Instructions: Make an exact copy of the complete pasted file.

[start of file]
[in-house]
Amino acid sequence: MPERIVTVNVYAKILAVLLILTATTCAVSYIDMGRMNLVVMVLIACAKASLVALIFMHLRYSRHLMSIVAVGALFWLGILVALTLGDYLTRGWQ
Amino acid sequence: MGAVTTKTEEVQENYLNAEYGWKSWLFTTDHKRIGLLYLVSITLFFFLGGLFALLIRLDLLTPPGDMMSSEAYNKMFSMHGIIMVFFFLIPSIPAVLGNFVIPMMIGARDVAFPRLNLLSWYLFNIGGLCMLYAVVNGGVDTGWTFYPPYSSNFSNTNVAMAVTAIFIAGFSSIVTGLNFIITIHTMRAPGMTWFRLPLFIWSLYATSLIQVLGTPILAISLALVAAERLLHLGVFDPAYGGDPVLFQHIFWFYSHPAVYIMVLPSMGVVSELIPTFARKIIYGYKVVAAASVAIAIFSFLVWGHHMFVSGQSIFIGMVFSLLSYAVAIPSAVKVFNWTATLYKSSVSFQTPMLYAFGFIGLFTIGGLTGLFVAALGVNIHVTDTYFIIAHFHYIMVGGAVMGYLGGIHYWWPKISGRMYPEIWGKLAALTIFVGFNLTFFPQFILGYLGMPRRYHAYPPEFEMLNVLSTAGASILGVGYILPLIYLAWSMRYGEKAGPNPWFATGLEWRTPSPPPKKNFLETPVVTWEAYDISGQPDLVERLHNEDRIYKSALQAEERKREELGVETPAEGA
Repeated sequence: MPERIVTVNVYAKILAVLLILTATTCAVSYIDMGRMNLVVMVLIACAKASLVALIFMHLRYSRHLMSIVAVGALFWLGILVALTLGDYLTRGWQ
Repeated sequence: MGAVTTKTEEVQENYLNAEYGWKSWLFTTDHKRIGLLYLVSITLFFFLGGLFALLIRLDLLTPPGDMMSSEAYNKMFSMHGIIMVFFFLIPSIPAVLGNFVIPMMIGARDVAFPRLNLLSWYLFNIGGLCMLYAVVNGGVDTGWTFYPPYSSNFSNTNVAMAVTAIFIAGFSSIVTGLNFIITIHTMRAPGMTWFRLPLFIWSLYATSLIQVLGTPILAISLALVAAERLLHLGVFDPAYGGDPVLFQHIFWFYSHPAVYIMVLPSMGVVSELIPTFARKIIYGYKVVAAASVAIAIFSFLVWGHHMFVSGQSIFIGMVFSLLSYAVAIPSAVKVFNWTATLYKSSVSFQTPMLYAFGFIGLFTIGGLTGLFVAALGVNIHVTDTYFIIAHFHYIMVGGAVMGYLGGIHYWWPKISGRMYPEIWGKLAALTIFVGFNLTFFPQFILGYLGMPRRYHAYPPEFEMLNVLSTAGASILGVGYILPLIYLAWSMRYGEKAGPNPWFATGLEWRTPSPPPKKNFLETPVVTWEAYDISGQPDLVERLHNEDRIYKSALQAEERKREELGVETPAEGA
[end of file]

[in-house]
Amino acid sequence: MPERIVTVNVYAKILAVLLILTATTCAVSYIDMGRMNLVVMVLIACAKASLVALIFMHLRYSRHLMSIVAVGALFWLGILVALTLGDYLTRGWQ
Amino acid sequence: MGAVTTKTEEVQENYLNAEYGWKSWLFTTDHKRIGLLYLVSITLFFFLGGLFALLIRLDLLTPPGDMMSSEAYNKMFSMHGIIMVFFFLIPSIPAVLGNFVIPMMIGARDVAFPRLNLLSWYLFNIGGLCMLYAVVNGGVDTGWTFYPPYSSNFSNTNVAMAVTAIFIAGFSSIVTGLNFIITIHTMRAPGMTWFRLPLFIWSLYATSLIQVLGTPILAISLALVAAERLLHLGVFDPAYGGDPVLFQHIFWFYSHPAVYIMVLPSMGVVSELIPTFARKIIYGYKVVAAASVAIAIFSFLVWGHHMFVSGQSIFIGMVFSLLSYAVAIPSAVKVFNWTATLYKSSVSFQTPMLYAFGFIGLFTIGGLTGLFVAALGVNIHVTDTYFIIAHFHYIMVGGAVMGYLGGIHYWWPKISGRMYPEIWGKLAALTIFVGFNLTFFPQFILGYLGMPRRYHAYPPEFEMLNVLSTAGASILGVGYILPLIYLAWSMRYGEKAGPNPWFATGLEWRTPSPPPKKNFLETPVVTWEAYDISGQPDLVERLHNEDRIYKSALQAEERKREELGVETPAEGA
Repeated sequence: MPERIVTVNVYAKILAVLLILTATTCAVSYIDMGRMNLVVMVLIACAKASLVALIFMHLRYSRHLMSIVAVGALFWLGILVALTLGDYLTRGWQ
Repeated sequence: MGAVTTKTEEVQENYLNAEYGWKSWLFTTDHKRIGLLYLVSITLFFFLGGLFALLIRLDLLTPPGDMMSSEAYNKMFSMHGIIMVFFFLIPSIPAVLGNFVIPMMIGARDVAFPRLNLLSWYLFNIGGLCMLYAVVNGGVDTGWTFYPPYSSNFSNTNVAMAVTAIFIAGFSSIVTGLNFIITIHTMRAPGMTWFRLPLFIWSLYATSLIQVLGTPILAISLALVAAERLLHLGVFDPAYGGDPVLFQHIFWFYSHPAVYIMVLPSMGVVSELIPTFARKIIYGYKVVAAASVAIAIFSFLVWGHHMFVSGQSIFIGMVFSLLSYAVAIPSAVKVFNWTATLYKSSVSFQTPMLYAFGFIGLFTIGGLTGLFVAALGVNIHVTDTYFIIAHFHYIMVGGAVMGYLGGIHYWWPKISGRMYPEIWGKLAALTIFVGFNLTFFPQFILGYLGMPRRYHAYPPEFEMLNVLSTAGASILGVGYILPLIYLAWSMRYGEKAGPNPWFATGLEWRTPSPPPKKNFLETPVVTWEAYDISGQPDLVERLHNEDRIYKSALQAEERKREELGVETPAEGA